Kathleen Norton v. LTCH, et al


OPINION filed: AFFIRMED, decision not for publication. Ronald Lee Gilman, Circuit Judge; Deborah L. Cook, (authoring), Circuit Judge; and Raymond M. Kethledge, Circuit Judge.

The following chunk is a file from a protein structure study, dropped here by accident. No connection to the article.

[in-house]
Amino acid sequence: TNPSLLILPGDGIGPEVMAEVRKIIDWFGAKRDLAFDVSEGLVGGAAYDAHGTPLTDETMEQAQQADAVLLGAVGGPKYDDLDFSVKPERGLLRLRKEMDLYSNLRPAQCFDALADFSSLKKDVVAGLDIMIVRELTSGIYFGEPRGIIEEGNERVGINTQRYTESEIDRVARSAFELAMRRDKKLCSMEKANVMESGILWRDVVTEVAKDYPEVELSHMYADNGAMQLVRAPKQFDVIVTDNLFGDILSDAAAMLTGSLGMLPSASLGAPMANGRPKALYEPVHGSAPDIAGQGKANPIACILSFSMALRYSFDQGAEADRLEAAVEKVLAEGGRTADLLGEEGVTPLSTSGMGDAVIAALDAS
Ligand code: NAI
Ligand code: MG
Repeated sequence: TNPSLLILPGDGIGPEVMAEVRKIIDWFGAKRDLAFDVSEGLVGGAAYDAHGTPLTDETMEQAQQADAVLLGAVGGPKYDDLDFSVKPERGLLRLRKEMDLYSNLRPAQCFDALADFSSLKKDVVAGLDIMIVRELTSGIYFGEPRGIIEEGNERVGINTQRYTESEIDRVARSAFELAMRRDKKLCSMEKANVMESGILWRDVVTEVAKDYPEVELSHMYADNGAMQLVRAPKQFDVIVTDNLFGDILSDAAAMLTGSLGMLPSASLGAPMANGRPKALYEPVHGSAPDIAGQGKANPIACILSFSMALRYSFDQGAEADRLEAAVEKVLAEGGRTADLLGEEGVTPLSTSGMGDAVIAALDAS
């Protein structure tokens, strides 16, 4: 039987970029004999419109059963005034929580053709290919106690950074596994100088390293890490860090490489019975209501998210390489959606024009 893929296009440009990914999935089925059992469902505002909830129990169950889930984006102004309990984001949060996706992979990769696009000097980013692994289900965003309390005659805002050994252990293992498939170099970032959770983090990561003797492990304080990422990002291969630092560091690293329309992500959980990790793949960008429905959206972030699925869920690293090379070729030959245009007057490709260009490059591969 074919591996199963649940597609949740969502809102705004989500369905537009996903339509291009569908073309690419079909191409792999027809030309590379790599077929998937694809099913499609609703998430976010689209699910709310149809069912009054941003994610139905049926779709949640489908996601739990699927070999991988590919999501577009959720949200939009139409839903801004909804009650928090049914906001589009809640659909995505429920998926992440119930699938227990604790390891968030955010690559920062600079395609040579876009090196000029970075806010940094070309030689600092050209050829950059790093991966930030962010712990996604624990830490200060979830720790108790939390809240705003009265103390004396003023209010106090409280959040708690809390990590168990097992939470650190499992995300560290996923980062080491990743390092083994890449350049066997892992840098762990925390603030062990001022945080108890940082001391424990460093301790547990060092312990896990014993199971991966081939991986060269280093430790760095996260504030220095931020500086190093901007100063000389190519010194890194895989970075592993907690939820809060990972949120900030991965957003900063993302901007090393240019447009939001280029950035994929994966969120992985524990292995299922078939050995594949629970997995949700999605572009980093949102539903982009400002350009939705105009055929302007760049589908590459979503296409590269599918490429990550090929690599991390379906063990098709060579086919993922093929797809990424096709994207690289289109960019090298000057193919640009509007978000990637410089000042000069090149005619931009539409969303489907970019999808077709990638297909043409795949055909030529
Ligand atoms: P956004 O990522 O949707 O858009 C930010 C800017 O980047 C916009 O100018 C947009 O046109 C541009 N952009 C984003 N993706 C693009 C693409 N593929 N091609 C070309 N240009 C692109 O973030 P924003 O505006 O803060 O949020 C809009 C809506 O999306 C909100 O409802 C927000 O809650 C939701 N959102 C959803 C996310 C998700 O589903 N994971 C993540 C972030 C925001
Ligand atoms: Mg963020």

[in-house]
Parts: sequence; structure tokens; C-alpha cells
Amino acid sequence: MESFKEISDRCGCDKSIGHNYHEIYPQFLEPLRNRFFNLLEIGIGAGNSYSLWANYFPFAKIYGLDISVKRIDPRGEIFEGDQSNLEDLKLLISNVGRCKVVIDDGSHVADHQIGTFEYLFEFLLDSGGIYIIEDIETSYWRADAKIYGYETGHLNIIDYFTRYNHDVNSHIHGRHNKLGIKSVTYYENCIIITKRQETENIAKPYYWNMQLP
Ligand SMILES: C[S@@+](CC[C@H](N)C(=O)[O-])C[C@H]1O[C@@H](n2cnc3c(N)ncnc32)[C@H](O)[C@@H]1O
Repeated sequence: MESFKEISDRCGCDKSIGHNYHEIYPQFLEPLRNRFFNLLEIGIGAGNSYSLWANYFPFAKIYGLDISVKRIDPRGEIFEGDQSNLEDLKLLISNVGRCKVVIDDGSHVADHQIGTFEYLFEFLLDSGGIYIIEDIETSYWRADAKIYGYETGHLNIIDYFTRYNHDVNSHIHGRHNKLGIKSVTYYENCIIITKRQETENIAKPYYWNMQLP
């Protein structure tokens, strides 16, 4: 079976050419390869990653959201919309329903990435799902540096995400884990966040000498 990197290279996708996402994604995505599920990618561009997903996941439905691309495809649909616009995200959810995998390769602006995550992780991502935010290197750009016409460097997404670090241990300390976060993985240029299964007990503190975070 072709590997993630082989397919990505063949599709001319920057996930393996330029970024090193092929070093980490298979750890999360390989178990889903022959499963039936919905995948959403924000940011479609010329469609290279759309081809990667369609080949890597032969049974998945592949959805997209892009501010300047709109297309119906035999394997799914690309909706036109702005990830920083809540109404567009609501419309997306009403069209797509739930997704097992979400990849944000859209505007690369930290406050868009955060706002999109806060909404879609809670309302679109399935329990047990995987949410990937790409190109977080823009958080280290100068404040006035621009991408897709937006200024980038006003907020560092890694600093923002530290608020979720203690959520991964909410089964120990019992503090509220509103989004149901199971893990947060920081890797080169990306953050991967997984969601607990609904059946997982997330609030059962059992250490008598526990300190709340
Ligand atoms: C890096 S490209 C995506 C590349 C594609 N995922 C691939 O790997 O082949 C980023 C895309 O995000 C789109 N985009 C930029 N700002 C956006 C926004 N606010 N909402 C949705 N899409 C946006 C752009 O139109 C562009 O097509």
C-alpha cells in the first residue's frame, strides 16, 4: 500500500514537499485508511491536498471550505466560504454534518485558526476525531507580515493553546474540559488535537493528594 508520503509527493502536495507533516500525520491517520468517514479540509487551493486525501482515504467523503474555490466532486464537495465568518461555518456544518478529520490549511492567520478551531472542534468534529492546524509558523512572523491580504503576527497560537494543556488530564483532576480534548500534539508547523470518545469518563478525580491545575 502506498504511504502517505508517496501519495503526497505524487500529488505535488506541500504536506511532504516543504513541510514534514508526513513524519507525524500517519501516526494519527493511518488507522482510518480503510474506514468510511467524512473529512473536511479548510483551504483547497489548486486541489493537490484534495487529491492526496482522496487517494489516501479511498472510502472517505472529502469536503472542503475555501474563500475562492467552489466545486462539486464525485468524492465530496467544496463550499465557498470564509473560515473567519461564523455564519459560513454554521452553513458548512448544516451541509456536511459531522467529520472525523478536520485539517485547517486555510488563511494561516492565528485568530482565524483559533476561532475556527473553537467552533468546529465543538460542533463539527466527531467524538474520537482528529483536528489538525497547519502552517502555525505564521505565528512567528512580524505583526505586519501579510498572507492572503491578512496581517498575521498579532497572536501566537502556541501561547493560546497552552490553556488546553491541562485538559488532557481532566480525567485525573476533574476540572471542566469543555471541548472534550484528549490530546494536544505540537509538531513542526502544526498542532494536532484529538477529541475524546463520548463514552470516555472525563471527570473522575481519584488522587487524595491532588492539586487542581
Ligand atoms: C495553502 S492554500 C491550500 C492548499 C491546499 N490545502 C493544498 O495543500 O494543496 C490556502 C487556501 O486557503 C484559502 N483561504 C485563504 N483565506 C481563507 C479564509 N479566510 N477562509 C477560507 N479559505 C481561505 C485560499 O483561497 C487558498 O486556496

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Case: 14-2417 Document: 20-1 Filed: 07/29/2015 Page: 1 NOT RECOMMENDED FOR FULL-TEXT PUBLICATION File Name: 15a0534n.06 Case No. 14-2417 UNITED STATES COURT OF APPEALS FOR THE SIXTH CIRCUIT FILED KATHLEEN NORTON, Plaintiff-Appellant, v. LTCH, dba McLaren Bay Special Care; BAY REGIONAL MEDICAL CENTER, dba McLaren Bay Region, Defendants-Appellees. ) ) ) ) ) ) ) ) ) ) ) Jul 29, 2015 DEBORAH S. HUNT, Clerk ON APPEAL FROM THE UNITED STATES DISTRICT COURT FOR THE EASTERN DISTRICT OF MICHIGAN BEFORE: GILMAN, COOK, and KETHLEDGE, Circuit Judges. COOK, Circuit Judge. Defendant McLaren Bay Special Care (MBSC) terminated Plaintiff Kathleen Norton’s employment after she arrived two minutes late for a nursing shift. Norton had previously received three written reprimands for violating MBSC’s attendance policy, and she knew that she risked termination if she continued to miss work. She claims, however, that MBSC should have recognized that she arrived late because she suffered from vestibular migraines—a serious medical condition covered by the Family Medical Leave Act (FMLA). The district court granted summary judgment to MBSC and related entity Bay Regional Medical Center on Norton’s FMLA claims, and we AFFIRM. Case: 14-2417 Document: 20-1 Filed: 07/29/2015 Page: 2 Case No. 14-2417 Norton v. LTCH et al. I. Norton worked at MBSC as a registered nurse for approximately seventeen years. She received generally positive performance reviews despite documented attendance issues. In early 2013, Norton received three written reprimands for excessive absenteeism and tardiness (i.e., clocking in more than one minute late for a scheduled shift). She understood that she risked losing her job if she committed additional infractions. In May 2013, Norton began to suffer from vestibular migraines, experiencing symptoms such as extreme dizziness, vertigo, nausea, vomiting, headaches, and sensitivity to light. On June 11, she visited the emergency room after becoming dizzy at work. Her supervisor, Monica Baranski, observed Norton’s symptoms and contacted her physician. Norton’s condition prevented her from working during the next two weeks. MBSC permitted employees with serious health conditions to take intermittent leave under the Family Medical Leave Act. On June 12, MBSC Human Resources Generalist Markie Misiak sent Norton a letter informing her that she was eligible for intermittent FMLA leave and asking her to submit the required paperwork. After receiving Norton’s FMLA forms, MBSC approved her request for intermittent leave retroactive to June 6. Misiak notified Norton by letter on July 17. On July 18, Misiak emailed MBSC management to explain that Norton’s June absences constituted FMLA leave. Employees who received permission to take intermittent FMLA leave were still required to notify MBSC in advance if they intended to miss all or part of a shift. Specifically, MBSC required employees to call the Family Leave Call Center at least two hours before their scheduled shifts. Employees seeking an exception to that and other FMLA rules were instructed to submit written requests to the vice-president of human resources. -2- Norton knew about Case: 14-2417 Document: 20-1 Filed: 07/29/2015 Page: 3 Case No. 14-2417 Norton v. LTCH et al. MBSC’s notice requirement and called the Family Leave Call Center at least once in June or July 2013. Norton arrived two minutes late for her July 14 shift without calling the Family Leave Call Center in advance. Norton claims that she was unable to anticipate her late arrival: “I was suffering from some symptoms and had to delay my arrival in order to get there safely so it wasn’t—I wasn’t anticipating needing to call either the FMLA line or the supervisor because I was en route to work. The two minute delay was unavoidable.” She admits that she did not discuss her tardiness or symptoms with any MBSC manager or human resources representative between July 14 and 17. On July 18, Norton met with Baranski, MBSC President Cheryl Burzynski, and Senior Human Resources Consultant Marilyn Bostick. According to Bostick, Norton “up front indicated that she [was late on July 14 because she] needed to get a babysitter and she had to wait for that babysitter to arrive.” Bostick maintains that Norton repeated the babysitter excuse when asked if she arrived late for any other reason. The defendants corroborate Bostick’s account with a set of handwritten notes that she allegedly took during the meeting. According to Norton, nobody asked her why she was late, and she did not remember providing a reason. She claims to recall little of what they discussed and does not remember seeing Bostick take notes. At the end of the meeting, Bostick handed Norton a letter terminating her employment with MBSC. Norton sued MBSC, alleging that it interfered with her exercise of FMLA rights by failing to excuse her July 14 tardiness and retaliated against her for taking intermittent FMLA leave. The district court granted summary judgment to the defendants and denied Norton’s motion for reconsideration. Norton timely appealed. -3- Case: 14-2417 Document: 20-1 Filed: 07/29/2015 Page: 4 Case No. 14-2417 Norton v. LTCH et al. II. We review the district court’s grant of summary judgment de novo, Ercegovich v. Goodyear Tire & Rubber Co., 154 F.3d 344, 349 (6th Cir. 1998), construing all reasonable inferences in the nonmoving party’s favor, Matsushita Elec. Indus. Co. v. Zenith Radio Corp., 475 U.S. 574, 587 (1986). We will affirm if “there is no genuine dispute as to any material fact and [MBSC] is entitled to judgment as a matter of law.” Fed. R. Civ. P. 56(a); see also Anderson v. Liberty Lobby, Inc., 477 U.S. 242, 248–50 (1986). III. The FMLA entitles eligible employees who suffer from “a serious health condition that makes the employee unable to perform the functions of the position” to take twelve weeks of leave per year. 29 U.S.C. § 2612(a)(1)(D). We recognize two distinct theories of recovery under the FMLA: “interference” with FMLA rights under § 2615(a)(1), and “retaliation” or “discrimination” against employees who exercise FMLA rights under § 2615(a)(2). Seeger v. Cincinnati Bell Tel. Co., 681 F.3d 274, 282 (6th Cir. 2012). Norton asserts claims under both. A. FMLA Interference Norton alleges that MBSC interfered with her FMLA rights by disciplining her for tardiness rather than recognizing that her serious medical condition—vestibular migraines— caused her to arrive two minutes late. To prevail on her interference claim, Norton must show that she gave MBSC notice of her intent to take FMLA leave on July 14. See Donald v. Sybra, Inc., 667 F.3d 757, 761 (6th Cir. 2012) (citing Killian v. Yorozu Auto. Tenn., Inc., 454 F.3d 549, 556 (6th Cir. 2006)). That she cannot do. As an initial matter, Norton’s silence on and after July 14 deprived MBSC of an adequate basis for determining whether the FMLA covered her late arrival. An employee seeking FMLA -4- Case: 14-2417 Document: 20-1 Filed: 07/29/2015 Page: 5 Case No. 14-2417 Norton v. LTCH et al. leave need not mention the statute expressly, but she must convey enough information to apprise her employer that she is requesting leave for a serious health condition that renders her unable to perform her job. See Brenneman v. MedCentral Health Sys., 366 F.3d 412, 421 (6th Cir. 2004); 29 C.F.R. § 825.303(b). Here, Norton admits that she never told anyone in MBSC’s management or human resources department why she was late that day. Even if a jury believed Norton that Baranski, Burzynski, and Bostick discharged her without asking her to explain her late arrival, her admitted failure to notify MBSC that she arrived late because she was experiencing vestibular-migraine symptoms dooms her interference claim.1 Norton’s intermittent-leave request, submitted in late June, did not provide adequate notice of her intent to take FMLA leave on the morning of July 14. MBSC expressly required employees on intermittent leave to call the Family Leave Call Center before each FMLAcovered absence. Similarly, Misiak’s June 12 letter concerning Norton’s eligibility for intermittent leave stated the following in bold text: “When you are calling in for an FMLA day, you must call the FMLA Call Center phone number, in addition to your normal call-in procedure. This will be the only way a FMLA day will be approved.” Norton knew that she needed to alert MBSC each time that vestibular-migraine symptoms prevented her from working a shift or arriving on time, and she followed the required call-in procedure at least once in June or July 2013. Further, the FMLA did not require MBSC to assume that Norton’s July 14 tardiness related to the same condition that precipitated her FMLA-covered absences in June. 1 See Because Norton failed to notify MBSC that she arrived late due to vestibular-migraine symptoms at any point before filing this action, we need not reach her argument that MBSC’s two-hour notice requirement itself violates the FMLA. We would reach that argument only if Norton missed the two-hour notice deadline but notified her employer “as soon as practicable under the facts and circumstances.” See 29 C.F.R. § 825.303(a). -5- Case: 14-2417 Document: 20-1 Filed: 07/29/2015 Page: 6 Case No. 14-2417 Norton v. LTCH et al. Brenneman, 366 F.3d at 423 n.9 (holding that an employee’s explanation that he “wasn’t doing well” failed to reasonably apprise his employer that he missed work for an FMLA-qualifying reason even though the employer knew that he had taken FMLA-qualifying leave for diabetes twice over the previous four years); see also Brock v. United Grinding Techs., Inc., 257 F. Supp. 2d 1089, 1102 (S.D. Ohio 2003) (“The fact that [his employer] knew of his past serious medical condition, due to his use of leave during May and June of 1999 and his continued use of medication for that condition, does not create a duty to inquire whether all subsequent times that Plaintiff is ‘sick’ stem from his depression.”). Instead, Norton bore the burden of notifying her employer that her late arrival stemmed from an FMLA-qualifying medical condition. Because Norton cannot show that she provided notice of her intent to take FMLA leave on July 14, MBSC is entitled to summary judgment on her interference claim. B. FMLA Retaliation Norton also argues that MBSC retaliated against her for taking FMLA leave in June 2013. She claims that MBSC’s treatment of Jennifer Pogue, a nurse with similar attendance problems, shows that it used her attendance violations as a pretext for FMLA discrimination. We apply the familiar McDonnell Douglas burden-shifting framework to Norton’s retaliation claim. Donald, 667 F.3d at 762. We need not decide if she can carry her initial prima facie burden by relying on the close temporal proximity between MBSC’s decision to grant Norton intermittent FMLA leave and its termination of her employment one day later. Norton does not dispute that MBSC could legitimately punish employees who violated its attendance policies, see Ritenour v. Tenn. Dep’t of Human Servs., 497 F. App’x 521, 530–31 (6th Cir. 2012), and she cannot show that MBSC used her attendance violations as a pretext to discriminate against her exercise of FMLA rights. -6- Case: 14-2417 Document: 20-1 Filed: 07/29/2015 Page: 7 Case No. 14-2417 Norton v. LTCH et al. To show pretext, Norton must show both that MBSC’s proffered reason was not the real reason it fired her and that the real reason was retaliation for protected activity under the FMLA. EEOC v. Ford Motor Co., 782 F.3d 753, 767 (6th Cir. 2015) (en banc). Norton argues that a jury could find MBSC’s reasons pretextual because her employer applied its attendance policies more favorably to Pogue.2 Specifically, she contends that a jury could infer MBSC’s retaliatory motive from evidence that 1) Pogue faced no consequences for clocking in late during a July shift, and 2) MBSC departed from its policy twice when addressing Pogue’s attendance issues. As an initial matter, Norton cannot show that MBSC applied its attendance policy selectively because she and Pogue did not engage in “substantially identical conduct.” See Joostberns v. United Parcel Servs., Inc., 166 F. App’x 783, 791 (6th Cir. 2006) (internal quotation marks omitted). Although Norton and Pogue both clocked in late during shifts in July, they did so under different circumstances. Norton arrived late for her shift on July 14 and never explained her tardiness. In contrast, Pogue returned from her lunch break on time, forgot to clock in, and immediately located Baranski to explain her mistake. Norton neither disputes Pogue’s narrative nor presents evidence that MBSC managers lacked the discretion to excuse missed clock-ins for employees who arrived on time. In sum, MBSC’s failure to punish Pogue for her late clock-in cannot support an inference of pretext. Further, no jury could infer pretext from two other instances where, in Norton’s view, MBSC deviated from its attendance and disciplinary policies. Norton first contends that Baranski violated MBSC’s attendance policy by excusing Pogue’s late clock-in during a face-toPogue’s previous FMLA leave was sufficiently remote to permit a comparison with Norton. Pogue testified that she “maybe” applied for FMLA leave in 2011 and “guess[ed]” that she applied again in 2013. MBSC confirmed that Pogue took FMLA leave in 2011 but did not provide any records for 2013. Construing the record in Norton’s favor, we assume that Pogue’s FMLA-protected activity ended at least a year-and-a-half before Norton’s discharge. 2 -7- Case: 14-2417 Document: 20-1 Filed: 07/29/2015 Page: 8 Case No. 14-2417 Norton v. LTCH et al. face meeting despite a provision requiring employees to submit written requests for exceptions to human resources. Even if MBSC improperly excused a non-tardy employee from complying with its written-request requirement, such a minor departure from policy has little bearing, if any, on MBSC’s motives for discharging an admittedly tardy employee. Cf. DeBoer v. Musashi Auto Parts, Inc., 124 F. App’x 387, 394 (6th Cir. 2005) (“[A]n employer’s failure to follow a policy that is related to termination or demotion can constitute relevant evidence of pretext.” (emphasis added)); see also Marshall v. Belmont Cnty. Bd. of Comm’rs, No. 2:13-cv-966, 2015 WL 2406100, at *7–8 (S.D. Ohio May 20, 2015) (identifying the “general rule” in this circuit’s case law that an employer’s failure to follow its own policies has some probative value where the policy relates to demotion or termination and the plaintiff presents other evidence of pretext). Norton also argues that MBSC functionally “excused” one of Pogue’s late arrivals by waiting until she accrued three-and-a-half attendance points to issue a first written reprimand. But Norton received even more favorable treatment by her own logic because MBSC effectively excused three of her late arrivals by issuing her first written reprimand after she accumulated four-and-a-half points. More importantly, MBSC issued initial reprimands to both employees in January 2013, five months before Norton requested FMLA leave and, accordingly, five months before MBSC would have had any reason to retaliate against her. MBSC’s failure to impose consequences as soon as its employees accumulated three attendance points fails to support the inference that it used Norton’s continued attendance violations as a pretext for FMLA discrimination. Norton cannot show that MBSC applied its attendance and disciplinary policies selectively, and she presents no other evidence from which a jury could infer pretext. Defendants are therefore entitled to summary judgment on her retaliation claim. -8- Case: 14-2417 Document: 20-1 Case No. 14-2417 Norton v. LTCH et al. IV. For these reasons, we AFFIRM. -9- Filed: 07/29/2015 Page: 9